Poems To Inspire Song Writing

Song writing and inspiration go hand in hand. The written word is one way that can influence song writing.

Poems about love can inspire love songs, while poetry that yearns for something can create music that also features a sense of loss and wishing.

In this blog, I will feature a variety of classic poems that are perfect for song writing.

Let the words inspire!

Poem #1: Emily Dickinson / Wild Nights – Wild Nights! / 1861

Wild Nights – Wild Nights!
Were I with thee
Wild Nights should be
Our luxury!
Futile – the winds –
To a heart in port –
Done with the compass –
Done with the chart!
Rowing in Eden –
Ah, the sea!
Might I moor – Tonight –
In thee!

In Emily Dickinson’s poem, her lines reveal the story of a lover in the midst of a raging storm, sending the wind and ocean in a frenzy.

What song can this poem produce?

A song writer can certainly be most inspired by the imagery and freedom that the term, “Wild Nights” creates. A wild night can be compared to the similar instance of lovers or the persistence of nature and the surrounding world.

Oceans often act as similes and metaphors in poems, songs, and other stories. Using the motion of water and the violent lashing of waves in a storm, can steal the show of any song. Nighttime can also produce a lot of beauty, adding to the tune’s description and visualization.

The rhythm of the poem appears to match perfectly with a more classical or synth-pop style.

Poem #2: Robert Frost / After Apple Picking / 1914

My long two-pointed ladder's sticking through a tree 
Toward heaven still, 
And there's a barrel that I didn't fill 
Beside it, and there may be two or three 
Apples I didn't pick upon some bough. 
But I am done with apple-picking now. 
Essence of winter sleep is on the night, 
The scent of apples: I am drowsing off. 
I cannot rub the strangeness from my sight 
I got from looking through a pane of glass 
I skimmed this morning from the drinking trough 
And held against the world of hoary grass. 
It melted, and I let it fall and break. 
But I was well 
Upon my way to sleep before it fell, 
And I could tell 
What form my dreaming was about to take. 
Magnified apples appear and disappear, 
Stem end and blossom end, 
And every fleck of russet showing clear. 
My instep arch not only keeps the ache, 
It keeps the pressure of a ladder-round. 
I feel the ladder sway as the boughs bend. 
And I keep hearing from the cellar bin 
The rumbling sound 
Of load on load of apples coming in. 
For I have had too much 
Of apple-picking: I am overtired 
Of the great harvest I myself desired. 
There were ten thousand thousand fruit to touch, 
Cherish in hand, lift down, and not let fall. 
For all 
That struck the earth, 
No matter if not bruised or spiked with stubble, 
Went surely to the cider-apple heap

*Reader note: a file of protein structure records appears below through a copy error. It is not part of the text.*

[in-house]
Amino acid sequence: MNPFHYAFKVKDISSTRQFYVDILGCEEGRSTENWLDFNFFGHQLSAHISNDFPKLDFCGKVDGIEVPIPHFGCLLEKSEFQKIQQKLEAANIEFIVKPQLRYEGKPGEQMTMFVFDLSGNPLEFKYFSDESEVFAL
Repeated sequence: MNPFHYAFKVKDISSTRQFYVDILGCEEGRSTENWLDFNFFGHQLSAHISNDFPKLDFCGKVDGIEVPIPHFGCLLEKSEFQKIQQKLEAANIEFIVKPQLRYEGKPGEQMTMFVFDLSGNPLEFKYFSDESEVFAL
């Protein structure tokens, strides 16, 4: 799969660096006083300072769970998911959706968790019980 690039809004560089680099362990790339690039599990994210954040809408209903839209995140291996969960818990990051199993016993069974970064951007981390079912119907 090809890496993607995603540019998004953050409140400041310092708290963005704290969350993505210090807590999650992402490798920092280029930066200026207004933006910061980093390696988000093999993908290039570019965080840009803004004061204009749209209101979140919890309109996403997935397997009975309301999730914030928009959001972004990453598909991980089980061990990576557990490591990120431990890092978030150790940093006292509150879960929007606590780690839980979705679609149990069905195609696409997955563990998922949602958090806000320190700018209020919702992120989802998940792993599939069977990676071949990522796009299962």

As of no worth. 
One can see what will trouble 
This sleep of mine, whatever sleep it is. 
Were he not gone, 
The woodchuck could say whether it's like his 
Long sleep, as I describe its coming on, 
Or just some human sleep. 

In Robert Frost’s poem, he describes hard work, exhaustion, and the approaching of seasons through the repetitive act of apple picking.

What song can this poem produce?

Apples are the fruit of focus in autumn, but they all must be picked in order to be given to hungry eaters and avid apple cider drinkers. The mix of language and rhythm can make a reader question reality and dream-like states.

The dreamy atmosphere and touch of approaching seasons can lead into powerful song writing as lyrics relate to realism, while instrumentals remind one of something more dreamy. This poem can inspire experimentation with word and sound to combine something more tangible into something unfeasible, truth versus questioning.

The topic of the poem appears to match perfectly with a country-styled beat.

Poem #3: Sylvia Plath / Firesong / 1956

Born green we were
to this flawed garden,
but in speckled thickets, warted as a toad,
spitefully skulks our warden,
fixing his snare
which hauls down buck, cock, trout, till all most fair
is tricked to faulter in split blood.

Now our whole task's to hack
some angel-shape worth wearing
from his crabbed midden where all's wrought so awry
that no straight inquiring
could unlock
shrewd catch silting our each bright act back
to unmade mud cloaked by sour sky.

Sweet salts warped stem
of weeds we tackle towards way's rank ending;
scorched by red sun
we heft globed flint, racked in veins' barbed bindings;
brave love, dream
not of staunching such strict flame, but come,
lean to my wound; burn on, burn on. 

In Sylvia Plath’s poem, she uses intense imagery and visualization, creating comparisons.

What song can this poem produce?

The poem’s exposition is that of a garden with the mentions of flaws and brokenness.

Much comparison takes place throughout the lyrical lines, making the reader form interpretations of its true meanings. The question of a relationship throughout the piece encourages secretive verses. Moreover, the use of alliteration throughout creates catchy phrasing, as well as vivid beauty.

The interpretation of the poem appears to match perfectly with a love song in the pop rock genre with some serious Amy Winehouse vibes.

Which poem was your favorite of the three listed above?

What poem, not featured, do you believe can also influence song writing?

List them in the comments below!

Thanks for reading!

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